Jacob Zuma.Picture: SUPPLIED
Jacob Zuma.Picture: SUPPLIED

Former president Jacob Zuma on Wednesday missed the Constitutional Court’s deadline to argue in mitigation of sentence, a move that could see him being sent to jail for contempt of court.

Chief justice Mogoeng Mogoeng last week directed Zuma to file papers on what his sentence should be if he is found guilty of contempt of court. This is after he failed to comply with the top court’s order that he appear before the state capture commission of inquiry.

Zuma had until the close of business on Wednesday to file the mitigation of sentence affidavit. Instead, he sent a 22-page letter to the chief justice explaining why he had not done so.

In the letter, seen by Business Day, he lashed out at the role of the top court and questioned its jurisdiction over the matter of his testifying at the Zondo commission.

“I have also been advised that addressing a letter of this nature to the court is unprecedented as a response to a directive to file an affidavit. However, given the unprecedented nature of my impending imprisonment by the Constitutional Court, we are indeed in unprecedented terrain,” Zuma wrote in the letter addressed to Mogoeng.

Zuma said he viewed Mogoeng’s directive as nothing but “a stratagem to clothe its [Constitutional Court’s] decision with some legitimacy.

“It has also become clear to me that even though the Constitutional Court has no jurisdiction, deputy chief justice [Raymond] Zondo was determined to place the matter before judges who serve as his subordinates in order to obtain the order he wants.”

Zuma said it was disappointing that the court was engaging in what “clearly is political or public management of a decision they have already taken.

“In my view, these political gimmicks do not belong in the bench.”

The state capture commission in February asked the top court to give Zuma a two-year prison sentence for contempt.

“I am ready to become a prisoner of the Constitutional Court and since I cannot appeal or review what I see as a gross irregularity, my imprisonment would become the soil on which future struggles for a judiciary that sees itself as a servant of the constitution and the people rather than an instrument for advancing dominant political narratives,” said Zuma.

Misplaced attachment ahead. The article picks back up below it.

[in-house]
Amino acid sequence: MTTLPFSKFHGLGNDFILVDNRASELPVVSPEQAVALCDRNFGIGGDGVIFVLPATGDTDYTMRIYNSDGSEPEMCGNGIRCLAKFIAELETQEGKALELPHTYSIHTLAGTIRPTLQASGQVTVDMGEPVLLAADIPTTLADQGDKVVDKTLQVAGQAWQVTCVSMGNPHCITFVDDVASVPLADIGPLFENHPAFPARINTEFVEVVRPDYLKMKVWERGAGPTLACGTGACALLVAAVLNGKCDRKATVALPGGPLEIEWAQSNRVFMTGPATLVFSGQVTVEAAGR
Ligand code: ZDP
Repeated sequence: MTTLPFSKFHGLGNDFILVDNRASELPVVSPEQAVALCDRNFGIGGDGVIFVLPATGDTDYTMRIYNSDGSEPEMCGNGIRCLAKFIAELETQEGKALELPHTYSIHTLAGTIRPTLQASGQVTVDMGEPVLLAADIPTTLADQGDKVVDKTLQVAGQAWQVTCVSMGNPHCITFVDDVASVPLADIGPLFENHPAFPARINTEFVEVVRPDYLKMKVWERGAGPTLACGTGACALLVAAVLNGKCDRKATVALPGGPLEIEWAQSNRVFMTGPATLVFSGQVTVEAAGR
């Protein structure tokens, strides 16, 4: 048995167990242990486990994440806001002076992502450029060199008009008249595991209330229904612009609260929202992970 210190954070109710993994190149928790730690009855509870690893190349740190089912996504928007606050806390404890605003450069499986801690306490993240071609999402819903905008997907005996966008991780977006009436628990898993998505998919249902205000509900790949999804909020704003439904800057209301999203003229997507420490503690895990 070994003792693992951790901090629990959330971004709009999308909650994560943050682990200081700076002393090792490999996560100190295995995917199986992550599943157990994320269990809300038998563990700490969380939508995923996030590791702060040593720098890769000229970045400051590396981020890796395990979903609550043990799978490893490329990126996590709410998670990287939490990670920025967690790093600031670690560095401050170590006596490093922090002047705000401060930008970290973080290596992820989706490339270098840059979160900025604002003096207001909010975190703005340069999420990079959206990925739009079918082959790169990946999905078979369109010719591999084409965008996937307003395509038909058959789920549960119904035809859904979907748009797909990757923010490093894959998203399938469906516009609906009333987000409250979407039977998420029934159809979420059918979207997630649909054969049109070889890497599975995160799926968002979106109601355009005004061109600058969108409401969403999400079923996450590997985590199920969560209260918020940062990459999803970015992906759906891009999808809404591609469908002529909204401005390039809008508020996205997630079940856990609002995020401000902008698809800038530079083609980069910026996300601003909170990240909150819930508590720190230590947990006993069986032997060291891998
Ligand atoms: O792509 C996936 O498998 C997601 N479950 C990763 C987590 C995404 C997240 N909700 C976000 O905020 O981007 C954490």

“My impending imprisonment by the Constitutional Court will be a constitutional experiment because it does not appear that it was created as a court of first and final instance to hold the powers of imprisonment and incarceration.”

But law expert Llewelyn Curlewis said the Constitutional Court had the discretion to impose whatever sanction it deemed appropriate on Zuma.

“I will be surprised if the Concourt hands down the two-year prison sentence the commission seeks for mere contempt of court. It will be totally unheard of [and set a] precedent that has never been seen in the legal history of our country,” he said.

Curlewis said that a six-month prison term would be a “more appropriate sentence” that could help send a strong message that people must respect the rule of law.

Advocate Francois Botes SC said it is “highly likely” that the court will give Zuma direct imprisonment for two reasons.

“Firstly, to reconfirm the rule of law that everybody is equal before the law, and secondly to demonstrate to the public that the courts will not tolerate a situation where citizens display a contemptuous nature.”

He said Zuma had made himself out to be a victim of a political conspiracy, and stressed that there would be no room for him to attack the merits of the court’s findings because he chose not to participate.

Botes said the top court has a wide discretion when it comes to a sentence. “It can impose a direct fine to be paid immediately or suspended, or alternatively direct imprisonment, suspended partially or entirely, on condition that he complies with the order to testify at the commission.”




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